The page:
At present, recreational-marijuana sales are legal in only three states: Alaska, Colorado and Washington. However, Oregon will soon join them, with voters passing a legalization referendum last year that will allow recreational sales July 1. Twenty-three states have legalized medical weed, while handfuls of municipalities have decriminalized the possession of pot. In the District of Columbia, recreational-marijuana use is legal, but sales are still banned. A North Carolina lawmaker recently proposed a bill to legalize medical marijuana in that state as well.
Yet, at the federal level, growing, selling and using marijuana is illegal across the board.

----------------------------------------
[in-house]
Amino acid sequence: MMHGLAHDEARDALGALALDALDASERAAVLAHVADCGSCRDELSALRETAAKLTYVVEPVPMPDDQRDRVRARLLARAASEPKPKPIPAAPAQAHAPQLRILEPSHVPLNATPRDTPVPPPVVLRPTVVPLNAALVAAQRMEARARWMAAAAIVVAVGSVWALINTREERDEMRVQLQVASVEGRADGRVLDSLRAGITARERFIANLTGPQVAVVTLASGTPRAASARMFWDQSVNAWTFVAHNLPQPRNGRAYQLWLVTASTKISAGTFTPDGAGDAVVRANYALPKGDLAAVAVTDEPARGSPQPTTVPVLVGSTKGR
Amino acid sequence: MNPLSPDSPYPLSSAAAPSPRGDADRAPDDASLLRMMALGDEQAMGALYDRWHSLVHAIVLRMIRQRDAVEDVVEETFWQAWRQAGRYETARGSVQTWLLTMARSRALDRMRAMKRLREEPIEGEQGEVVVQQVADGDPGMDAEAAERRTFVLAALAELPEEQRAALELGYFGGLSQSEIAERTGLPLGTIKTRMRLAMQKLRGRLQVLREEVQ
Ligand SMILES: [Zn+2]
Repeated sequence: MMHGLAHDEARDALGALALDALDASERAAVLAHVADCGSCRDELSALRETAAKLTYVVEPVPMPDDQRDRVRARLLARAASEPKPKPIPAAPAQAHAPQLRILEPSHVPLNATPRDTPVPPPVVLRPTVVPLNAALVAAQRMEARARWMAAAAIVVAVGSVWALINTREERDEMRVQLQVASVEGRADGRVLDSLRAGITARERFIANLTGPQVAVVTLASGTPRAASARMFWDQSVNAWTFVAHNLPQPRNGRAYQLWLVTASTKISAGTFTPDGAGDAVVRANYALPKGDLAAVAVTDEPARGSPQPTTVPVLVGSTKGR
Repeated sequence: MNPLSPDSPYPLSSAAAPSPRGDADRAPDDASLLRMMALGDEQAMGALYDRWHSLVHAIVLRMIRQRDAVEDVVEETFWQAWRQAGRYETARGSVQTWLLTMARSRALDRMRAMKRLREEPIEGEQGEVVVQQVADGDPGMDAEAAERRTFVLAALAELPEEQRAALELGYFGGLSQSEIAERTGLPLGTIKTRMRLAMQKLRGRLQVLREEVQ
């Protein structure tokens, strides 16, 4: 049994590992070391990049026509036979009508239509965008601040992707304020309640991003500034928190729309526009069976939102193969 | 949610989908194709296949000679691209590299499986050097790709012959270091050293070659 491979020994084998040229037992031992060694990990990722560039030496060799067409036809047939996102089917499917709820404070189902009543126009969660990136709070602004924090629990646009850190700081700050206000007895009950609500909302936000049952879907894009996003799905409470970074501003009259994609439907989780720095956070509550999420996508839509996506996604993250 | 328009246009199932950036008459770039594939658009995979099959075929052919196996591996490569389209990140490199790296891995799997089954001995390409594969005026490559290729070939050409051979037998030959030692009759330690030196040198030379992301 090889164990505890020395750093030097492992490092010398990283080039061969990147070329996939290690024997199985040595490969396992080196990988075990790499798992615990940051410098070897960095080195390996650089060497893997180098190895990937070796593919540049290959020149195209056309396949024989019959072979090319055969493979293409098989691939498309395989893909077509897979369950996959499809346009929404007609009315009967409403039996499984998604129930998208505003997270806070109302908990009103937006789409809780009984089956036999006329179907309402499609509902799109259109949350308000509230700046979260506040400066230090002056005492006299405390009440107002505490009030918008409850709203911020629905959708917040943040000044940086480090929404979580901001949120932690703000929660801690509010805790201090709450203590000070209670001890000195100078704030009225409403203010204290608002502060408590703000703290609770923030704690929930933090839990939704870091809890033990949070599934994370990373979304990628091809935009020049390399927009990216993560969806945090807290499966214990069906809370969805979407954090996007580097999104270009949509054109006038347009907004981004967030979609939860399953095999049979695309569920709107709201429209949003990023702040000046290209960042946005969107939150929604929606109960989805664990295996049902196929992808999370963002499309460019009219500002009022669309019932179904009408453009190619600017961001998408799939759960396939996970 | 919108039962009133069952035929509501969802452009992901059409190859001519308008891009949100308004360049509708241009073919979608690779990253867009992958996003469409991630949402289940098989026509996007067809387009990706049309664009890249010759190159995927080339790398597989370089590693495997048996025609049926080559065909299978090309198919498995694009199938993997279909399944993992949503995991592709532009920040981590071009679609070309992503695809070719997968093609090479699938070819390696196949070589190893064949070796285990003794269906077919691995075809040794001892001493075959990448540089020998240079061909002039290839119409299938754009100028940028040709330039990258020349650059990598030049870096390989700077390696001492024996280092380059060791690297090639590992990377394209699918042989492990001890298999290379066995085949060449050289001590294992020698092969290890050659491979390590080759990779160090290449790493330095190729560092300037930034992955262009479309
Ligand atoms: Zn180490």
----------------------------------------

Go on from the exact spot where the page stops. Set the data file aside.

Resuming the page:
The mismatch between federal law and state laws has kept many large investment firms and equipment manufacturers from dealing in the marijuana space. “Many companies that could provide products and services to the sector are saying, ‘I’m not ready to check into it yet,’” said David Traylor, chief business officer of Surna Inc., headquartered in Boulder, Colorado. The company develops water-chilled climate-control systems and water-saving technology for indoor cannabis cultivation.
The hesitation of older and larger businesses, however, has created an opportunity for newer and smaller players, Traylor said. “If we targeted our products for use in data centers or in homes, we’d be competing with the huge behemoths,” he said. “Our focus right now is on cannabis, which provides a much bigger playing field.”